Amal Abdul-Allah, 44, from Tulkarem, has endured a long history of
arrests in her family. Her father was imprisoned for 17 years. Her husband was
arrested and released in 1983. Her brother and nephew were also both in Israeli
prisons for some time. And in February 2009, Israeli soldiers arrested her
third-oldest son, Oudai.
Oudai had left school after ninth grade to take care of his family
but he was hoping to enroll in an occupational training program. This was
delayed because his father had passed away and his older brother was working in
Ramallah so he became, as his mother puts it, "the family man." As
the oldest male relative, "he used to bring me and his sisters what we
needed, take us where we needed to go." But, she says of her family,
"we were living in hard conditions and he was looking for a job, but he
couldn’t find one."
"He was arrested on his way to Ramallah, at Beit Iba
checkpoint near Nablus. We realized that he must have been arrested when he did
not come home to sleep that night. He had been arrested in the morning and
forced to spend the entire day and night at the checkpoint. He had to lie on
the ground the entire time, until they took him to Megiddo prison the next
day." The family was not informed of the boy’s whereabouts. Instead,
Oudai’s mother contacted the Red Cross after she had not heard from her son in
a worryingly long time. The ICRC told her that one teenager had been arrested
at Beit Iba checkpoint – "so we assumed it was my son."
For several months, Oudai was moved from prison to prison. His
mother was only permitted to visit him once. All other applications for
visitation were denied for ‘security reasons.’ "I applied for a permit for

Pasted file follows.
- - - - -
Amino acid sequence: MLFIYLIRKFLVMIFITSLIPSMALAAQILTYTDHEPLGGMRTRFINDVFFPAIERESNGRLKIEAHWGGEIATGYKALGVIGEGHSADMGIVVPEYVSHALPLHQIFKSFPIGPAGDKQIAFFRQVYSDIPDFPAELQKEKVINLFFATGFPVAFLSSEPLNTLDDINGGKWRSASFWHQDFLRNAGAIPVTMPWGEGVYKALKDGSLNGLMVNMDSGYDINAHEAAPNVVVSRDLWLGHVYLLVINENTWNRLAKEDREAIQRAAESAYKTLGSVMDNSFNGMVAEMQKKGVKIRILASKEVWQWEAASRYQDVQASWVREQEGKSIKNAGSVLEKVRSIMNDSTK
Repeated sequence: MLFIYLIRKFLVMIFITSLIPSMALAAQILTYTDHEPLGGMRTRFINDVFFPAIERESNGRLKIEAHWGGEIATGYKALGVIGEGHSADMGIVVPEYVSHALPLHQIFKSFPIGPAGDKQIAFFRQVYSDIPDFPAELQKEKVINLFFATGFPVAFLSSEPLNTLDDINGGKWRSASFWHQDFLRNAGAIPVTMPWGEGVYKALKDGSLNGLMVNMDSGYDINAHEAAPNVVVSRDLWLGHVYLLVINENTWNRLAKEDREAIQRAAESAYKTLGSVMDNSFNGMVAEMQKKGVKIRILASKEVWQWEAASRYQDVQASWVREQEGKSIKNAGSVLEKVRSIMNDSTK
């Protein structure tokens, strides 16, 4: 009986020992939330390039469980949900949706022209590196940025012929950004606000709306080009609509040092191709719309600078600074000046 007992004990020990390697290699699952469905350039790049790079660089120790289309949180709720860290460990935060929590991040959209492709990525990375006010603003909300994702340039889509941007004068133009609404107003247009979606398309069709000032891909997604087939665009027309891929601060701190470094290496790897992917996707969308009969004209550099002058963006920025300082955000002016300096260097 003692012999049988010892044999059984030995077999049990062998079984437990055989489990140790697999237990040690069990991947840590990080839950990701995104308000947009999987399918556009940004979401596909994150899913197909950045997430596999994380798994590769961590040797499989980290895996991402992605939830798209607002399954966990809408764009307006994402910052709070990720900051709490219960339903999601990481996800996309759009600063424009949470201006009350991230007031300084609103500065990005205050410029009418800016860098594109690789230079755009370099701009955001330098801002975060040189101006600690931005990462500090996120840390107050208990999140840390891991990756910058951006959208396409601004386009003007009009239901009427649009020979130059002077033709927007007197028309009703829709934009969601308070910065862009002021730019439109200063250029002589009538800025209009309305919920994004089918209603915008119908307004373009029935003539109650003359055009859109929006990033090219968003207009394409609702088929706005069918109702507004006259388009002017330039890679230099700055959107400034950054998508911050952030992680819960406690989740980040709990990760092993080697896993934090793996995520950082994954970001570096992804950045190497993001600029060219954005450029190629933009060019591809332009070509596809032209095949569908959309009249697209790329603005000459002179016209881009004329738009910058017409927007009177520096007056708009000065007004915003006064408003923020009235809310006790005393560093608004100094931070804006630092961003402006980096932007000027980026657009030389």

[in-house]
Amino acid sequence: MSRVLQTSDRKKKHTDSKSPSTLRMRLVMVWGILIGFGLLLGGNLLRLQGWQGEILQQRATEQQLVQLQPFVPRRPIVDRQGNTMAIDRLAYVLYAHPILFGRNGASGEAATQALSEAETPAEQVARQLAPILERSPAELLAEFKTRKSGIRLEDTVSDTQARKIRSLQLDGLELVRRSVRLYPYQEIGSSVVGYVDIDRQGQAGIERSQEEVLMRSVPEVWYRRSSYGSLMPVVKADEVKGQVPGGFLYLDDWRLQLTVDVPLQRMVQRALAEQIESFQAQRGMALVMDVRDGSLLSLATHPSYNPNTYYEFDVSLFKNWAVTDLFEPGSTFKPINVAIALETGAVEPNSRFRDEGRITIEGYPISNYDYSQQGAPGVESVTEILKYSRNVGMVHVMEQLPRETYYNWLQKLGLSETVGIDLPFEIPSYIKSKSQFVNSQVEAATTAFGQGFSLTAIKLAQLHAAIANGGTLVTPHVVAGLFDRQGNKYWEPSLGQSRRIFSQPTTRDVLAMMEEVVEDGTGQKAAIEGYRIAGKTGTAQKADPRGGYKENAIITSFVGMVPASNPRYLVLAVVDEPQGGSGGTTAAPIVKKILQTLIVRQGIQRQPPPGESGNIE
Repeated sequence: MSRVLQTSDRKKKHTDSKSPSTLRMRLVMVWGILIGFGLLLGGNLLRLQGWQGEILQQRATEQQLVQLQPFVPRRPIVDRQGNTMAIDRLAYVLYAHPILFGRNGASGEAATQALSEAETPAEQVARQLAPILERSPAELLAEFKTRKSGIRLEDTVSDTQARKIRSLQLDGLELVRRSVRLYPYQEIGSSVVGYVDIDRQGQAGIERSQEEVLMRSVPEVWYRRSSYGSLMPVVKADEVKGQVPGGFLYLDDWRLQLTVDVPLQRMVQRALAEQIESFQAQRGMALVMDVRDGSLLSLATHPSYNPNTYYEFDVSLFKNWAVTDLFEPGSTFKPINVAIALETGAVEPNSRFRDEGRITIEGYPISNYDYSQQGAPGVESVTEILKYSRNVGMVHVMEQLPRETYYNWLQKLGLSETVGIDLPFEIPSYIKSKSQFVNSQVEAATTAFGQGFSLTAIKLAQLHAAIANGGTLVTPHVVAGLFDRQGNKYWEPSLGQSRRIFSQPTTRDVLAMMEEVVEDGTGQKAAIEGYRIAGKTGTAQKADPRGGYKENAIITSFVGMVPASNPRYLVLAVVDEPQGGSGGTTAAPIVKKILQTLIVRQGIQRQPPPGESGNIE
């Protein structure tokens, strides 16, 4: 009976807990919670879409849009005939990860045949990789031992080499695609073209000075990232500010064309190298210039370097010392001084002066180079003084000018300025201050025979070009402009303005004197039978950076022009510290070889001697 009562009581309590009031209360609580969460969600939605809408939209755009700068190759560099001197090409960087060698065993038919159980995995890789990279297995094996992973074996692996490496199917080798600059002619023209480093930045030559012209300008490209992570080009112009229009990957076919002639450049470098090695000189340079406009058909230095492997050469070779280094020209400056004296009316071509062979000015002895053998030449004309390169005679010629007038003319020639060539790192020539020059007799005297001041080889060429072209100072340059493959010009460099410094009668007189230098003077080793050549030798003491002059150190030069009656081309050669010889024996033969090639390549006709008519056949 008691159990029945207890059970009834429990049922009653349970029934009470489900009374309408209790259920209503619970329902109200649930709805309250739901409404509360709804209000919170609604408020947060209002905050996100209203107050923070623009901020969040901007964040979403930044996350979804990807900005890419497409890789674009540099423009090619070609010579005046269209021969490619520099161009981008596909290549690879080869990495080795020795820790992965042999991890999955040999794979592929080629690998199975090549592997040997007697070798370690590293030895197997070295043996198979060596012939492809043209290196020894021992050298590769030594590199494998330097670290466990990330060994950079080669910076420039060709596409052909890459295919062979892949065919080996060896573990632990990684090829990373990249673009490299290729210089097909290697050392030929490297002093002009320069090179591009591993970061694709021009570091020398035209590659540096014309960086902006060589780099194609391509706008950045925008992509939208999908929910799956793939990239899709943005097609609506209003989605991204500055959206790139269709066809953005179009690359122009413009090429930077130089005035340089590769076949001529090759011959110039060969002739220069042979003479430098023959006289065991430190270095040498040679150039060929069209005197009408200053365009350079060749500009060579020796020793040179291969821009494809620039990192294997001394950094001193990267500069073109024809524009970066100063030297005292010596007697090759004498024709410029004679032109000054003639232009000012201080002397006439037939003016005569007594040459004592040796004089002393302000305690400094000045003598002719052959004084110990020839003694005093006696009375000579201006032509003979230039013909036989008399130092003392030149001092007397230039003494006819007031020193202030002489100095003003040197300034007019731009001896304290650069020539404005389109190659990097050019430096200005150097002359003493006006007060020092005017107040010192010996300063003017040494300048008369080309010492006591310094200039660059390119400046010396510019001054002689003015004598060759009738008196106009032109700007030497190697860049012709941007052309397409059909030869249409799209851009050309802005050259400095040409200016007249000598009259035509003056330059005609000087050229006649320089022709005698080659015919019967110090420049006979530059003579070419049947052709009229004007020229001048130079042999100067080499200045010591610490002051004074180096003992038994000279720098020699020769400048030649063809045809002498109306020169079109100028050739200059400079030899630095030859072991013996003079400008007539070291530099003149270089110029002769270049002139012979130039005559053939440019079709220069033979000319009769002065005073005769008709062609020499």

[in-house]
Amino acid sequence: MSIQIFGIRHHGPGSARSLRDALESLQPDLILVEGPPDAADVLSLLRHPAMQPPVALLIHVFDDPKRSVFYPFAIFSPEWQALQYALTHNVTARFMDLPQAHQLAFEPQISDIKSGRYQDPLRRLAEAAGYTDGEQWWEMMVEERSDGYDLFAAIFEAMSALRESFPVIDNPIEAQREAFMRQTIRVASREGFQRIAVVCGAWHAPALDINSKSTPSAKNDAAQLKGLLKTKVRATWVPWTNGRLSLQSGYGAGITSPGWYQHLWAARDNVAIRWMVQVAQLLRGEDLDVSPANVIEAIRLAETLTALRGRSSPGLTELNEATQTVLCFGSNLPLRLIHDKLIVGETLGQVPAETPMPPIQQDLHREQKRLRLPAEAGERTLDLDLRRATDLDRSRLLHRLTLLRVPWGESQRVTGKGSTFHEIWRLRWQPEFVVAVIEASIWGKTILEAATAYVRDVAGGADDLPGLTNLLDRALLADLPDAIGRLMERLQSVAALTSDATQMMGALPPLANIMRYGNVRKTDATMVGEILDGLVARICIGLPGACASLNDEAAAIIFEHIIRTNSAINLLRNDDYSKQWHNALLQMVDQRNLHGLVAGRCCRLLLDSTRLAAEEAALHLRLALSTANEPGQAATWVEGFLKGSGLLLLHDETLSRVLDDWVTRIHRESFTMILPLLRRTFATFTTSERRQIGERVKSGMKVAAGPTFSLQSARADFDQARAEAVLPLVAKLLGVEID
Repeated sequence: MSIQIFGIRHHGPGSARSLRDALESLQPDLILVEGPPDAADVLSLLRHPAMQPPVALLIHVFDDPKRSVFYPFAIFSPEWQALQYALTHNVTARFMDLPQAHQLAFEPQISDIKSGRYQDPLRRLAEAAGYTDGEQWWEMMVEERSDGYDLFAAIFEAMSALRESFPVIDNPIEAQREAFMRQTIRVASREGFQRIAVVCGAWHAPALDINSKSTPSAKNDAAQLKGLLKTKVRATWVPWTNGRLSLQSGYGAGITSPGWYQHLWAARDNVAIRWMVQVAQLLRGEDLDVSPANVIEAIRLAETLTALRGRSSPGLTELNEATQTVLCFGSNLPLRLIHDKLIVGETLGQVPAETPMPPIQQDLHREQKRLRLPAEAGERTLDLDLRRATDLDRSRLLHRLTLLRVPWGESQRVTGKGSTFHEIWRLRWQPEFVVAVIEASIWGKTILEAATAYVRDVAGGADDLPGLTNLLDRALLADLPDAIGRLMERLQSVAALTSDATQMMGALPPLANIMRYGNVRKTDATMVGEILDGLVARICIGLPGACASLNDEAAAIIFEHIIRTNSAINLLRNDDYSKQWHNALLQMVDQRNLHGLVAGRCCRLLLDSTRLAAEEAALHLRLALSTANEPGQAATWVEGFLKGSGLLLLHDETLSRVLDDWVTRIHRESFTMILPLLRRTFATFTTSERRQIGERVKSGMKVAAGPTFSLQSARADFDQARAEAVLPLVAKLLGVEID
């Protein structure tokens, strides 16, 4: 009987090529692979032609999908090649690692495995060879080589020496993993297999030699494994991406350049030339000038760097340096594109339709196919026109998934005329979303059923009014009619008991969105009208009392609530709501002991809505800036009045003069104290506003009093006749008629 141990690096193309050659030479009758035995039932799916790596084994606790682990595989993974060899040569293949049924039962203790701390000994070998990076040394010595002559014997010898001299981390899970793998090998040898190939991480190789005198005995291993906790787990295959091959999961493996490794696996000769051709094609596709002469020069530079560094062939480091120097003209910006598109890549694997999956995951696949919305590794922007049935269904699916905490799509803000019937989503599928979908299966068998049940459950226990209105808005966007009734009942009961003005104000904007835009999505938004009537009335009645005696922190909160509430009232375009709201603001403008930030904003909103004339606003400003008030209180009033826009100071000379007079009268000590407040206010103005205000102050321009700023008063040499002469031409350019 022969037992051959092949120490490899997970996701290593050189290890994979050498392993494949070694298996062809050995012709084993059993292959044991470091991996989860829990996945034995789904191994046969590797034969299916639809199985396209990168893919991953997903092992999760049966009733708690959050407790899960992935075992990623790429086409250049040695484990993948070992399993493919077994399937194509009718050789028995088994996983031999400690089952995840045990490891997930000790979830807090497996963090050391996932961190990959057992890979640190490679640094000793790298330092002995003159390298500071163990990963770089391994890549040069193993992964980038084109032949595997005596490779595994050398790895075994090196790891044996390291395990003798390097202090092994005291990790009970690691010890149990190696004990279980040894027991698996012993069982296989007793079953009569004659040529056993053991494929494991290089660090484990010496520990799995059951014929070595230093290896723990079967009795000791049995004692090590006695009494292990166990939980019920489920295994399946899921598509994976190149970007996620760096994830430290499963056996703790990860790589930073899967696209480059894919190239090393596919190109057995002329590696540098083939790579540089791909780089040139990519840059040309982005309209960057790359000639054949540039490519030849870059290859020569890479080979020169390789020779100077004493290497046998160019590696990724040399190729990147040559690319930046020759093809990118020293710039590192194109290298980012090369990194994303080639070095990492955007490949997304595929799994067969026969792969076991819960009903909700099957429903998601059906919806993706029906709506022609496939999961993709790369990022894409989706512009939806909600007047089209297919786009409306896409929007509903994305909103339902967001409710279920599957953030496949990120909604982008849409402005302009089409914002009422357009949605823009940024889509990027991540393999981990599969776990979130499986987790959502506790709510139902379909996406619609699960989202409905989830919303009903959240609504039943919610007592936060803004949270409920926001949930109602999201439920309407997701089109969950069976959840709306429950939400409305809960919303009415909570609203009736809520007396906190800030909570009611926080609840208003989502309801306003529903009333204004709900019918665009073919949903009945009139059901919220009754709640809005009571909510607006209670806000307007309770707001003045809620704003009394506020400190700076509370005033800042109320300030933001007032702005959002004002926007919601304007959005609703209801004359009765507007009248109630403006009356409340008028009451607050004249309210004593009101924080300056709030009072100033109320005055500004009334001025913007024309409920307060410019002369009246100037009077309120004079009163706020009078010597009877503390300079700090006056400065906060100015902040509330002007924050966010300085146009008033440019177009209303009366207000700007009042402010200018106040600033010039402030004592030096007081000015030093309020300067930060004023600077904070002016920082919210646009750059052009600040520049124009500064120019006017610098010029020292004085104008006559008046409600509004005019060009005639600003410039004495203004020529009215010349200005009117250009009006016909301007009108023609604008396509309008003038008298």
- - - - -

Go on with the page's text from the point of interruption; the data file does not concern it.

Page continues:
his sister, but it was also refused. […] They say it is for security reasons. Maybe
it’s just to torture parents.[…] I have asked the Red Cross once why they don’t
help me, they answered that they can do nothing."
Oudai has not yet received a sentence. According to his mother,
"his charge is possession of bullets and producing a simple handmade bomb.
They also want to charge him with injuring an Israeli settler but they are not
sure of it." Inside the prison, the "cubs" – the
under-18-year-olds are incarcerated separately from older prisoners, but are
able to interact with them during break-time in the yard. Oudai is generally
doing well: "He is healthy, thank god. He was not tortured during
interrogations. But he says he is psychologically exhausted and he wants to get
out of prison."
Sometimes the family receives letters or messages from Oudai from
prisoners who have just been released. "Recently, one of the men who lives
near us was released from prison and he told us that my son is really sad and
upset about being imprisoned. He felt he was responsible for me and his sisters
so when he was arrested he suffered from a kind of shock. He was very
depressed, always crying and feeling guilty and wondering what he did and why
and what happened to me – as his mother – and to his sisters." And his worries
seem justified; his mother says, "We were greatly affected. He left a huge
empty space behind."
The mother tells PCHR: "I am emotionally in pain because I
haven’t seen him in so long, the whole situation is very hard, I can’t bear it.
Also, when I saw him for the first time in court, it was very hard for me,
especially since I hadn’t seen him for three or four months before that. I
could not stop crying, but I was afraid for him and I tried to hold myself
together as much as possible. For now, what hurts me most is that I am not
allowed to visit him. It would be easier for me if were able to visit